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Thursday, March 12, 1998 Published at 08:10 GMT



Business

Bank of Japan Governor to resign
image: [ Investigators from the Tokyo District Prosecutor's Office arrive at the Bank of Japan ]
Investigators from the Tokyo District Prosecutor's Office arrive at the Bank of Japan

The Governor of the Bank of Japan, Yasuo Matsushita, has indicated he will resign to take responsibility for a bribery scandal, which led to the arrest of one of his senior officials.

The current scandal centres around allegations that one, and possibly more, Bank of Japan employees accepted lavish entertainment from commercial banks in return for confidential information.


[ image: Governor of the Bank of Japan, Yasuo Matsushita: accepts responsibility]
Governor of the Bank of Japan, Yasuo Matsushita: accepts responsibility
It is the first time that a Governor of the Bank of Japan has offered to resign in connection with a scandal since the Second World War, but there have also never before been such widespread allegations of corruption.

On Wednesday the bank was raided and the chief of its Capital Markets Division, Yasuyuki Yoshizawa, arrested. He is suspected of accepting more than 4 million yen ($31,500) from the Industrial Bank of Japan and Sanwa Bank in return for information.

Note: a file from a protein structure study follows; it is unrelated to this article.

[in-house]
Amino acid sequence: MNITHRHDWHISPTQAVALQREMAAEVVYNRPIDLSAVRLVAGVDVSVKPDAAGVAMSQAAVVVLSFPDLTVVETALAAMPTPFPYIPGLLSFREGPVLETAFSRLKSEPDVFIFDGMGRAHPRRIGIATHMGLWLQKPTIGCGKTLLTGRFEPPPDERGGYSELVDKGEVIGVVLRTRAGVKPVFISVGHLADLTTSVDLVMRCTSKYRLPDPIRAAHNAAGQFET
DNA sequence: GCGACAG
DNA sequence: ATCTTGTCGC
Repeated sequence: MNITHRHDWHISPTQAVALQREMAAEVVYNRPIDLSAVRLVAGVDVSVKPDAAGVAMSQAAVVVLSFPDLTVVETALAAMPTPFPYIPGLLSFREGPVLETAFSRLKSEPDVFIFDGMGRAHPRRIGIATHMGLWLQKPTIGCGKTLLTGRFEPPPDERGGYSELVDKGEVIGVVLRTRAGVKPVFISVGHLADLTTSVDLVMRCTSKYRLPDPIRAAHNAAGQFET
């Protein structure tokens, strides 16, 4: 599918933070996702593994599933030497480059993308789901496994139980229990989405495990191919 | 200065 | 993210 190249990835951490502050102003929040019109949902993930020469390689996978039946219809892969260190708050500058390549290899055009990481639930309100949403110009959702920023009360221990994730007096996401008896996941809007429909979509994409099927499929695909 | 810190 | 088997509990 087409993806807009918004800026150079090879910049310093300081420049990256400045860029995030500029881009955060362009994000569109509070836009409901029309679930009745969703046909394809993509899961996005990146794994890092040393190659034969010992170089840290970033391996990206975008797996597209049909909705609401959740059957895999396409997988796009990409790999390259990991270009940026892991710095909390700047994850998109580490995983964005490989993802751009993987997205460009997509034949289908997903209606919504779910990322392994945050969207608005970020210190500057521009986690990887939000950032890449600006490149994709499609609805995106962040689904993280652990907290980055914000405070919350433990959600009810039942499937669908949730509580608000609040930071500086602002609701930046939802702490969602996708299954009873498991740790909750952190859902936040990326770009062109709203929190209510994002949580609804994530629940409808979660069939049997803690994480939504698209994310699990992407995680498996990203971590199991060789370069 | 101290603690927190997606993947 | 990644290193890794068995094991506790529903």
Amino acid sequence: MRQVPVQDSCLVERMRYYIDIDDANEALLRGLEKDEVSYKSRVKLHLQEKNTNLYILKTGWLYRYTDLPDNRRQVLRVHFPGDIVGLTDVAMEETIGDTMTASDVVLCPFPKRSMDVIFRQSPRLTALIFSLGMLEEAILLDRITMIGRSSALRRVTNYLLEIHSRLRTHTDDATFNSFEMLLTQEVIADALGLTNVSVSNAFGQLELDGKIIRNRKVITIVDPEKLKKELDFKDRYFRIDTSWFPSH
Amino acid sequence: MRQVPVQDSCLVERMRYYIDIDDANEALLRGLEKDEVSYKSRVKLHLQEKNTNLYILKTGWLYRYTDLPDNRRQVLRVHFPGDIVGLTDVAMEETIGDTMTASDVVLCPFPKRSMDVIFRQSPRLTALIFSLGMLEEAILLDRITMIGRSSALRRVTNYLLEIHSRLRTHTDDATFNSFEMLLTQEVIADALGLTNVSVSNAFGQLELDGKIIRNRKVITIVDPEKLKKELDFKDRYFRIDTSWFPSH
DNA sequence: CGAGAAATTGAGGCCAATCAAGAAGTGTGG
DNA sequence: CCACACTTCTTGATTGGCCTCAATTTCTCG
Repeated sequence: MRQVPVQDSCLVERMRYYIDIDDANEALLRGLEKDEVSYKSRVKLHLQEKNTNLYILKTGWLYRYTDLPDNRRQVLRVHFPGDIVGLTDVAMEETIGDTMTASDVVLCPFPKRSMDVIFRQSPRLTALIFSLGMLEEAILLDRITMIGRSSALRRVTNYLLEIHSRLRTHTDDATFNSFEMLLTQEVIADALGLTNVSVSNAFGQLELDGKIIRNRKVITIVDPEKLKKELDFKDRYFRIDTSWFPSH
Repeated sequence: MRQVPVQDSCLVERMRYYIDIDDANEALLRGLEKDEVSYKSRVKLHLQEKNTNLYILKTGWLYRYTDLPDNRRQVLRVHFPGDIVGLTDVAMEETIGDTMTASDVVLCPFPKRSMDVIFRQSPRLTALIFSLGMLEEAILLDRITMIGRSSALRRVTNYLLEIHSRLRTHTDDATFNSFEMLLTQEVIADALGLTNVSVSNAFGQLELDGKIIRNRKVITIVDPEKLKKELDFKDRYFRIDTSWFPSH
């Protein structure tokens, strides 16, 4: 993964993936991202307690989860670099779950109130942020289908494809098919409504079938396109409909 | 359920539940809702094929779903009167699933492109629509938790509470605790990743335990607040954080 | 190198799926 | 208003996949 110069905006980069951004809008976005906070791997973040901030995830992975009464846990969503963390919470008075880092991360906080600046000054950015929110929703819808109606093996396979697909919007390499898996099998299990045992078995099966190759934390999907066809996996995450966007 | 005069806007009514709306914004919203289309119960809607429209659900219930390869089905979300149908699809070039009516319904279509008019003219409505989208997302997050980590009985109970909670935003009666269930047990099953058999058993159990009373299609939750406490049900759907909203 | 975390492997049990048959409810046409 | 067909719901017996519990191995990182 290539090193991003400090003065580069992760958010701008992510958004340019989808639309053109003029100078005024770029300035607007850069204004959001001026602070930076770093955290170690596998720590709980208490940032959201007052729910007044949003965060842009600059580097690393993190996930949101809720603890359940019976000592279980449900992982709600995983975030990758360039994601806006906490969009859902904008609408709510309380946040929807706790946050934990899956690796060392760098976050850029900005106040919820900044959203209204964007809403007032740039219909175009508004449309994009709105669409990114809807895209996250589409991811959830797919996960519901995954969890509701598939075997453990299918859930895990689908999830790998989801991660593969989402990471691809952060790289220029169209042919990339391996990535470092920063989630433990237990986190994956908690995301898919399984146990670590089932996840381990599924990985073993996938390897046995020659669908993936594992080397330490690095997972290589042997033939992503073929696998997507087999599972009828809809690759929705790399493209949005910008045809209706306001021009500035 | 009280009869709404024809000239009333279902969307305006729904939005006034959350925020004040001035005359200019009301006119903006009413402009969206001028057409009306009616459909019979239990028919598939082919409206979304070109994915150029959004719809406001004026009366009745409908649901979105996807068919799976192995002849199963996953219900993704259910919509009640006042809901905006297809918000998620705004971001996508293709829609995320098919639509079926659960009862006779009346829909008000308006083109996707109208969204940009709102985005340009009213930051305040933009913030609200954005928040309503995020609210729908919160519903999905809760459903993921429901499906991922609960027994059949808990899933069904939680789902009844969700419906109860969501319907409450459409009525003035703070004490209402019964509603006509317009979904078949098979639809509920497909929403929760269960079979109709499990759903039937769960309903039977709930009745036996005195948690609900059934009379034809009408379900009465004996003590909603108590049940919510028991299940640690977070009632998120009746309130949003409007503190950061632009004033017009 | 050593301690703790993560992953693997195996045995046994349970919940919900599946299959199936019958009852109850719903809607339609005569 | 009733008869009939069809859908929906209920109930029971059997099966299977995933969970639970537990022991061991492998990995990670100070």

The raid followed the arrests of a number of other government officials, including two Finance Ministry bureaucrats. Several other big-name banks are suspected of involvement in the scandal, and the amount Mr Yoshizawa allegedly accepted in kickbacks might exceed 10 million yen (£78,700), a Japanese news agency said.

Mr Matsushita offered his resignation to the Prime Minister by telephone, but is expected to stay at his job until the end of the month. He has been Governor of the bank for four years. He is a former vice minister at the Ministry of Finance and was chairman of a leading commercial bank. As such he typifies the close relationship between officials in charge of Japan's financial system and the businesses they oversee.

Mr Matsushita's resignation, while deemed by many as the correct response to the scandal, raises questions about who will take over as Governor. The investigation has come as another blow to Japan's financial system and the choice of Mr Matsushita's replacement will be crucial to restoring confidence both in the bank and Japan as a whole. In normal circumstances the Deputy Governor would automatically get the job but the government is thought to be considering appointing an outsider.
 





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